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Hey, World — Listen Up!

By Cultures Of Dignity | October 24, 2018

Let’s face it: too much talking and not enough listening has a dangerous polarizing effect, as currently evidenced in the U.S. and around the world. We’re experiencing intense civil discourse because we’ve lost the ability to really listen and understand what our citizens’ needs are and why they aren’t being met. Collaboration and problem resolution cannot take place if we’re all just yelling / tweeting / posting hateful and hurtful messages at one another. All this endless vitriol simply falls on empathy-fatigued, apathetic ears.  

book for kids

Courtesy of Patrice Barton/Alfred A. Knopf Books for Young Readers

Suffice it to say that there’s a lot of horrible adult role-modeling going on these days for our children. Ever the optimist, I’m hopeful that our youth can do better and be better than us.

And, in my work with countless school communities, this hope is nourished by the many Kindness Warriors I’ve encountered, recruited, and engaged with over the years as a children’s advocate and author of books that promote kindness, compassion, inclusion, and acceptance. These Kindness Warriors come in different sizes, colors, genders, and ages. What do they have in common? They are active, compassionate listeners; they may not be able to get rid of all the hurt in our world, but they can help us get through it. And because Kindness Warriors really listen to what others have to say, they’re much more proactive in making positive change happen.


“The most basic of all human needs is the need to understand and be understood. The best way to understand people is to listen to them.” 
― Ralph G. Nichols

So how can we help kids of all ages understand that too much talking can get in the way of listening, and, in turn, connecting, collaborating, and problem solving with those around them? Here are some helpful tips:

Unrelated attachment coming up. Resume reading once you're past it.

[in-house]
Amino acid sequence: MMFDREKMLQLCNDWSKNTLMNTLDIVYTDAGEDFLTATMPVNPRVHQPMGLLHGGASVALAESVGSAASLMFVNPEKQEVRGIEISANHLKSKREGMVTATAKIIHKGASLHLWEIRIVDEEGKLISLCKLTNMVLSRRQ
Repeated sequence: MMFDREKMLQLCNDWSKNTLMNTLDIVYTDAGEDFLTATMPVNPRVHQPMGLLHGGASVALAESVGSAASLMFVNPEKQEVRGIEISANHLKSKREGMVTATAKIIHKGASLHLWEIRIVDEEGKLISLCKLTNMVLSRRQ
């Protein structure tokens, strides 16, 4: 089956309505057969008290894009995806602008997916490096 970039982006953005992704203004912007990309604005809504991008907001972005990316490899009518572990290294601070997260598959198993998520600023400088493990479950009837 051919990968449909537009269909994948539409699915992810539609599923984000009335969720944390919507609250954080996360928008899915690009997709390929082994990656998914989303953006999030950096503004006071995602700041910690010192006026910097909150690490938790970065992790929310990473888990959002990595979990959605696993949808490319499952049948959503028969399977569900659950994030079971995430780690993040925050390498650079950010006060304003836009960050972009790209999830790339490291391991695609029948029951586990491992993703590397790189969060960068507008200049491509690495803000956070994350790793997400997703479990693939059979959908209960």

• Plan what you want to say before speaking. Avoid rambling by learning to “speak in headlines.”
  • Use a respectful, positive inside voice when sharing. Shouting shuts down listening.
  • Don’t interrupt others. Let talkers finish their own sentences.
  • Take turns listening and talking, so everyone gets a chance to share their perspective.
  • Ask questions (e.g., “What do you think?” “What do you want to do?” or “Do you have any ideas or suggestions?”) to generate thoughtful two-way conversations.
  • Give your full attention to the person talking. Look them in the eye. Be open and respectful.
  • Repeat what you heard to make sure you understand what the talker said.
  • Are you talking too much? Pay attention to the listener’s body language and facial expressions. If they don’t look at you and seem distracted, bored, or upset, stop talking.

The benefits of being a good listener are bountiful—the most prominent being that while talking may prove a point, listening can open your heart.

This article was written by Trudy Ludwig.

Book coverTrudy Ludwig is a nationally renowned speaker and bestselling author of children’s books that help kids connect with their peers in kind, caring ways. Her newly released book, Quiet Please, Owen McPhee! (Knopf/Penguin Random House) helps young readers to understand the power of listening—not only with their ears, but also their heart. For more information about Trudy and her work, visit